Dr. Paul, oprichter van Janssen Pharmaceutica
Our founder, Dr. Paul Janssen (1926-2003), was one of the 20th century's most innovative and inspiring pharmaceutical researchers. He and his research teams at Janssen Pharmaceutica discovered more than 80 new interesting molecules. Breakthroughs that changed entire medical fields. At the time of his death in 2003, he held more than 100 patents and was a listed author on more than 850 scientific publications. He was the recipient of more than 80 medical prizes and held honorary doctorates and memberships in dozens of organizations.
One particular event during his youth changed his life: his four-year-old sister died of tuberculous meningitis, a loss that affected him deeply. Later in life, he said that this loss drove him to pursue a career in medicine. Dr. Paul saw patients waiting for medical cures and treatments, and he believed that only with a tenacious pursuit of science and novel molecules with a therapeutic promise he could save lives.
Independent research company
In 1953, he established a completely independent science-based research company with minimal financial resources.
People thought my plan was impossible. I was very young, and part of my motivation was to show that I was right, and the sceptics were wrong.
Founder of Janssen Pharmaceutica
He built a successful pharmaceutical company. It was here, in Beerse, that the treatment of schizophrenia and other psychiatric disorders was revolutionized with compelling science. Anesthesia and the treatment of pain were similarly transformed thanks to Dr. Paul.
Legacy in mental health
Dr Paul worked tirelessly to find solutions for patients with mental illness and to promote neuroscientific research. In 1958 he ushered in a new psychopharmacological era with the introduction of the first antipsychotic treatments for schizophrenia. Since then, Janssen has continued to identify new and improved treatments. Today, neuroscience is still a spearhead of our research strategy.
Dr. Paul also worked on the development of the most widely used anesthetic worldwide, and even on a treatment for diarrhea, which is still sometimes a fatal disease in developing countries. He would also go on to research a series of compounds to treat HIV/AIDS. One of his last dreams was to find a medicine to treat multidrug-resistant tuberculosis. This medicine would only be discovered and developed after his death by a Janssen research team and was finally approved in the United States in 2012 and Europe in 2014.
Part of the Johnson & Johnson Family of Companies
His successful breakthroughs soon brought Janssen Pharmaceutica to the attention of Johnson & Johnson. Janssen Pharmaceutica N.V. has been part of the Johnson & Johnson group of companies since 1961. In 1985, Dr. Paul set up Xi'an-Janssen Pharmaceutical Co., Ltd., the first western pharmaceutical company in the People's Republic of China. Dr. Paul's interest in China would increase even more when several Janssen scientists devoted themselves to restoring the country's terracotta army. Watch this video to learn more about his resolve to help save China's national treasure.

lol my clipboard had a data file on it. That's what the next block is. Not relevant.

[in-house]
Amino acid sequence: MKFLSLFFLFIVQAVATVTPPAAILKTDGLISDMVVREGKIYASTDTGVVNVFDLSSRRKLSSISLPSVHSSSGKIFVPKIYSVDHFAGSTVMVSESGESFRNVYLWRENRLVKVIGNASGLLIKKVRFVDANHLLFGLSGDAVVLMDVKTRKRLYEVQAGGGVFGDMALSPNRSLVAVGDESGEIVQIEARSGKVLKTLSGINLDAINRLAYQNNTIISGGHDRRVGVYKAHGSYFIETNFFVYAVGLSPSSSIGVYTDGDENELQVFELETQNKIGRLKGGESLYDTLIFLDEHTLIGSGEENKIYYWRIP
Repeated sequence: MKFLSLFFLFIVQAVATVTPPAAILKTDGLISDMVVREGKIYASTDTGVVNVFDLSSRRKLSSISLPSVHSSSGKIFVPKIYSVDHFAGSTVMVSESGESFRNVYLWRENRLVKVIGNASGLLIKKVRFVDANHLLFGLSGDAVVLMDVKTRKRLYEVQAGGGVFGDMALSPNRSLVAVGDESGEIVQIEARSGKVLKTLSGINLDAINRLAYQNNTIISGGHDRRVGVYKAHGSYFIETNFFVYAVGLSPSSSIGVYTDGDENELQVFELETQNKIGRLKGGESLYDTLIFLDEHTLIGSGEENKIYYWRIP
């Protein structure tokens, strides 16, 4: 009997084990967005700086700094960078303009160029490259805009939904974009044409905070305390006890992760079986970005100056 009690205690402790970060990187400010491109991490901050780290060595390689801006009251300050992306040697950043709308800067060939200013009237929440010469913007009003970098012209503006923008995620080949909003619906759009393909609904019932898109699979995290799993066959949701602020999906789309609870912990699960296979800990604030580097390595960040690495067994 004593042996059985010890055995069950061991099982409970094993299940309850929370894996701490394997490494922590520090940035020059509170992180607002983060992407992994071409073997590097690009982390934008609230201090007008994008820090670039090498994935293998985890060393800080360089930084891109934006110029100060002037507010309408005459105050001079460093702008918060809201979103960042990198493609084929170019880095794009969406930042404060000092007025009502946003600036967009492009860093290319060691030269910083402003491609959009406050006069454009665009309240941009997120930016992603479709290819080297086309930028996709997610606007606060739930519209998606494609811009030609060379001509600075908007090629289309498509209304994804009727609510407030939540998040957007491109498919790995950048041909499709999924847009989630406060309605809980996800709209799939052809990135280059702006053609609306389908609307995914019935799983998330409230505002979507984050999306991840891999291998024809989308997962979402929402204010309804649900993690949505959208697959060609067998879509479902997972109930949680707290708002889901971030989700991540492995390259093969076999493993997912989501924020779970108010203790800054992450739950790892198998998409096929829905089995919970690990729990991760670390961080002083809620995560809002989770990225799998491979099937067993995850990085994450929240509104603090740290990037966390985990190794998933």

Medicinal pharmaceutical approach
Today, Dr. Paul's legacy lives on at the Janssen Pharmaceutical Companies of Johnson & Johnson, which comprises more than 40,000 employees around the globe. Janssen is focused on finding new and better ways to prevent, intercept, treat and cure disease. Dr. Paul's colleagues have frequently speculated about the secret to his extraordinary productivity. Part of it is considered his devotion to Ehrlich's medicinal pharmaceutical approach and the systematic strategies he employed to explore the properties of new compounds.
As far as I know, Dr. Paul never started a project without a conception in his head, a conception that not only specified a chemical starting place, a 'lead' molecule, but he also embodied foresight of how his invention would deliver clinical utility.
Sir James Black of King's College London
in a personal appreciation of Dr. Paul Janssen in 2005
The Dr. Paul Janssen Award
Paul Janssen died unexpectedly at age 77 on November 11, 2003. He was survived by his wife, Dora, their five children, and 13 grandchildren—but also by an unmatched record of achievement in pharmaceutical science. The tribute that might best honor his innovative spirit is the Dr. Paul Janssen Award for Biomedical Research, which Johnson & Johnson founded in his memory in 2005 to "promote, recognize and reward creativity in biomedical research."